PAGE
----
11.10 coffee break
Moderator: Tomaž Toporišič
Krištof Jacek Kozak: A Playwright’s Confrontation with the Basic Human Condition: Being a Refugee
Zala Dobovšek: The Representation and Understanding of Poverty in Contemporary Slovenian Drama
Maja Murnik: The Smart Text: Contemporary Slovenian Drama and the Document
Hana Strejčkova: Site-Specific Auteur Drama
Aleksandra Jovićević: From Stage to Page: New Forms of Performance Text
Moderator: Krištof Jacek Kozak
Tomaž Toporišič: How Can We Interpret the 21st-Century (No Longer) Dramatic Texts and Theatre in Art and Theory?
Blaž Lukan: Post-post-drama or the Heavily Broken Dramatic World
Ana Perne: The Text as the “Trace that the Performance Leaves on Paper”
Hanna Veselovska: The 21st-Century Drama and the New Reality of Social Networks
17.00 coffee break
Moderator: Maja Murnik
Almir Bašović: The Anxiety of Self-Determination and Signs of Crisis
Mateja Pezdirc Bartol: The Return of the Worker in Contemporary Slovenian Drama
Gašper Troha: What Shakes the Mind and Heart in Eastern Europe at the Beginning of the 21st Century?
Ivana Slunjski: To Whom Belongs the Performance?
Piet Defraeye: Milo Rau’s Theatre of the Real and the Issue of Homophobia
Friday, 8 October 2021
Moderator: Gašper Troha
Benjamin Zajc: The Substance of Regional Millennial Playwrighting
Varja Hrvatin, Maša Radi Buh & Jakob Ribič: Generationless Drama
Nika Švab: Requestioning the Definition of Women’s Writing in Contemporary Slovenian Drama
10.15 coffee break
Jure Gantar: The Death of the Character in Postdramatic Comedy
Moderator: Krištof Jacek Kozak
Karolina Prykowska-Michalak: The Dramaturgy of Migrants: Kill the Robbers
Radka Kunderová: The Textual, the Performative and the Political
Simona Hamer, Jera Ivanc, Kim Komljanec & Simona Semenič: A Report from the Frontline
Moderator: Mateja Pezdirc Bartol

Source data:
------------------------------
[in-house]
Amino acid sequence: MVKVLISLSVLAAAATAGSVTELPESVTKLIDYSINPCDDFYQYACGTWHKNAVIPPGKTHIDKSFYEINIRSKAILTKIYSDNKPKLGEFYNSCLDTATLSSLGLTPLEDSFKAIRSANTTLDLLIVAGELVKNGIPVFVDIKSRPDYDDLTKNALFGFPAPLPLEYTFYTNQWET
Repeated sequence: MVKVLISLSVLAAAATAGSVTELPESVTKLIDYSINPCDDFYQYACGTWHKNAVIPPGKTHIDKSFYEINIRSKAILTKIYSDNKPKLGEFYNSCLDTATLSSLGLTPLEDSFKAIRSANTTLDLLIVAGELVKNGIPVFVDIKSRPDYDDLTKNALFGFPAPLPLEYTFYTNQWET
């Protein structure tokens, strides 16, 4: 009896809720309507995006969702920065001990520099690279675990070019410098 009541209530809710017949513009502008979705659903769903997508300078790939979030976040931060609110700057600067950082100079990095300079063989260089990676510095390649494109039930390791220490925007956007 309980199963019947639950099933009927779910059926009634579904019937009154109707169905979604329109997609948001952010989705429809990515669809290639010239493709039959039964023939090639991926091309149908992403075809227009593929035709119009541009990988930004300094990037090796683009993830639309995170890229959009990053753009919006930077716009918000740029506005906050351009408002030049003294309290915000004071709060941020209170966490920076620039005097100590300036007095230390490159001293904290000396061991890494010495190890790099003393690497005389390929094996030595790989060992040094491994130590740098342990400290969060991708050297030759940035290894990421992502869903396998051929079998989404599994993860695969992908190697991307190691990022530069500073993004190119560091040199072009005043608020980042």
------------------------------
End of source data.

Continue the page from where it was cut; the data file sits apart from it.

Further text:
Kim Komljanec: The Present and Future of Contemporary Slovenian Playwriting at Home and Abroad
Andriej Moskwin: The Reception of Slovenian Dramaturgy in Poland
Ljudmil Dimitrov: Slovenian Drama in Bulgarian Translation
15.40 coffee break
Moderator: Blaž Lukan
Pavel Ocepek: Sexually Liberated Woman: Sexuality and Sexual Cultures in Two Plays by Simona Semenič
Ivanka Apostolova: Theatrical Control Policy or Why, After Goran Stefanovski and Dejan Dukovski, No One is Known Outside the Borders of the Macedonian Theatre?
final discussion of the symposium
Introductory lecture and First Session
Third Sesssion with Introductory lecture
Sixth Sesssion with Introductory lecture
Eighth Session and Final discussion
Head of symposium: Gašper Troha
Preparatory committee: Mihael Čepeljnik, Mojca Jan Zoran, Krištof Jacek Kozak Blaž Lukan, Maja Murnik, Mateja Pezdirc Bartol, Tomaž Toporišič, Gašper Troha
Slovenian Theatre Institute
Mestni trg 17, 1000 Ljubljana, Slovenia
T + 386 41 369 690
Organizers of the symposium
The Slovenian Theatre Institute (SLOGI) is a national public institution founded in 2014 as the legal successor of the National Theatre Museum of Slovenia, founded in 1952. The Institute aims at the continued evolution of theatre culture at the national level and to raise the awareness of the role and importance of theatre in the development of society and individuals. The Institute is engaged in collecting, preserving, documenting, researching, examining, interpreting, promoting and presenting Slovenian theatre culture, of its heritage and as contemporary theatre arts, both at the national and international levels.
The Academy of Theatre, Radio, Film and Television of the University of Ljubljana performs educational, artistic and research work in the fields of theatre, radio, film and television. From its founding in 1945 to 1975, it operated as an independent higher education institution with a rector, and then became a member of the University of Ljubljana.
Amfiteater – Journal of Performing Arts Theory, is a scientific journal that publishes original articles on performing arts with a broad spectrum from dramatic theatre, drama, dance, performance and hybrid art forms. Authors can analyse the forms and content of artwork and art phenomena from the field of performing arts, their history, their present, and their future, as well as their relationship to other art forms and the broader (social, cultural, political…) context.
The symposium is organized in cooperation with the University of Ljubljana, Academy of Theatre, Radio, Film and Television, within the framework of the Theatre and Interart Research programme (project No. P6-0376), co-financed by the Slovenian Research Agency from the state budget.